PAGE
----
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Hitting the Mark with Your Event RFPs

A veteran planner discusses how she nudges hotels to act on her requests for proposal: She gives to get.

With meeting season back in full swing, hotels are busy servicing corporate and association programs while their sales teams are sifting through the requests for proposals for business events set to happen in late 2023 and throughout 2024 and beyond.

Tanna Pearman, meeting broker for Las Vegas-based Meetings Made Easy, handles site selection and contracting for both corporate and association clients, which means her approach to building RFPs focuses on different elements of each meeting to match
a given destination and its various hotels.

“Every RFP is unique,” she says. “Some organizations require more concessions, others want to be in a specific destination regardless of the cost, and still others are in a short-term booking situation that requires casting a wide net for offers in a compressed market. Understanding which destinations will and will not work for a given event host and the audience” makes the RFP task manageable.

High Demand for Rooms & Space Means an RFP Must Stand Out
Especially in today’s market, where meetings business is strong versus transient business travel, how can planners make a meeting seem as attractive to hotels as possible in an RFP? “We can never provide too much information,” Pearman notes. “First, include or be prepared to share historical information with salespeople,” even if it means including figures for the 2022 edition of the meeting along with the 2019 edition (because of the hiatus in events during the Covid pandemic.) “Reps need to be prepared to show their managers why their hotel should bid on your piece of business over another one.”

Further, flexibility is key to getting responses from hotels. Pearman says that “the sales reps need to see which of your terms are negotiable” so they can bid on the meeting with some altered terms rather than say "no" to the business—or simply not respond at all.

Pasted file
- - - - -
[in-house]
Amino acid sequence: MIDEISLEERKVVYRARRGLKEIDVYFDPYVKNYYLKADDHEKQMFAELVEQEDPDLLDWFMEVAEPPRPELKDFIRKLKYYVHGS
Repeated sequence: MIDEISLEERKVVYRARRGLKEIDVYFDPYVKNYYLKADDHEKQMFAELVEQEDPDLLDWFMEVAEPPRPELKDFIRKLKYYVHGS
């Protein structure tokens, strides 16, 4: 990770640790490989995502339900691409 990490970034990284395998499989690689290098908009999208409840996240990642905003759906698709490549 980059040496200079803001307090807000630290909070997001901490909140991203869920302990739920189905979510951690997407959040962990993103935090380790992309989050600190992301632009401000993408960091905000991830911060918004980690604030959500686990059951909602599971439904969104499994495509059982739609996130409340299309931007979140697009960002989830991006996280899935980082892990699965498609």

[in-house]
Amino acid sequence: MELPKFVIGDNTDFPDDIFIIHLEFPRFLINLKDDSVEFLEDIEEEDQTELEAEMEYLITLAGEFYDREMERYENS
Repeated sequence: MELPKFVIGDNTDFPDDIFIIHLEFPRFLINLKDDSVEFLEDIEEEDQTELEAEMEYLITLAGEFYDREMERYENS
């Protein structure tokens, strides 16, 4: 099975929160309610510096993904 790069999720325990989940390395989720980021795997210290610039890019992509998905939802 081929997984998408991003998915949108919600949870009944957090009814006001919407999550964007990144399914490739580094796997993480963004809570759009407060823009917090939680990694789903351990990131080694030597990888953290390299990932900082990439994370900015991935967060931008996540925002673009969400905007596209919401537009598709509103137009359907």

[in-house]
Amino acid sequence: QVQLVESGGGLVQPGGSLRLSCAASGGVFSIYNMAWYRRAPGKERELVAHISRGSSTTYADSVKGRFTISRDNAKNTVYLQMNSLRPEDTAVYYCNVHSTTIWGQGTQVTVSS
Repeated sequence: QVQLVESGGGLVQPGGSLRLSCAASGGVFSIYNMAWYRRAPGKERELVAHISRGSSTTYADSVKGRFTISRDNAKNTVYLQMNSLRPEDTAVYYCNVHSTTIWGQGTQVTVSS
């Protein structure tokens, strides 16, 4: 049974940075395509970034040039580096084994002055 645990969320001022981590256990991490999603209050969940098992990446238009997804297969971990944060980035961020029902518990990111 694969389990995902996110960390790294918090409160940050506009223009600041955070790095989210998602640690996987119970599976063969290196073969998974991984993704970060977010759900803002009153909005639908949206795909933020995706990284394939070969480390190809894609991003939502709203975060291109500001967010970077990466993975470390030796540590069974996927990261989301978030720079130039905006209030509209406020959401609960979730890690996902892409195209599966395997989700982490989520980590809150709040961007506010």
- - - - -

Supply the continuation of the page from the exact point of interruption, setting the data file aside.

How long should planners wait for an answer to their RFP from properties? “I used to like allowing seven days on larger RFPs and four or five days on smaller ones,” she adds. “But that was during a time when, if you gave too much lead time, your RFP could get buried. If you had a sense of urgency from the beginning, your RFP stayed active.”

“But now, I'm building in a longer response time but communicating more while waiting for [an answer], particularly if the destination is of high interest to the event host. It’s a sellers’ market these days; hotels have multiple pieces of business to choose from. So, give some time for that information to be managed.”

Even so, planners should not simply sit back and wait once their RFPs go out. With so many hotel sales veterans having left the business during the pandemic, there are a lot of less-experienced reps now working on meetings. In addition to providing quality information in the RFP, Pearman recommends that event organizers take additional action: get on the phone. “Plan on taking the time with reps to explain some of the meeting’s must-haves and areas where things can change a bit if need be. A bit of human interaction can go a long way.”

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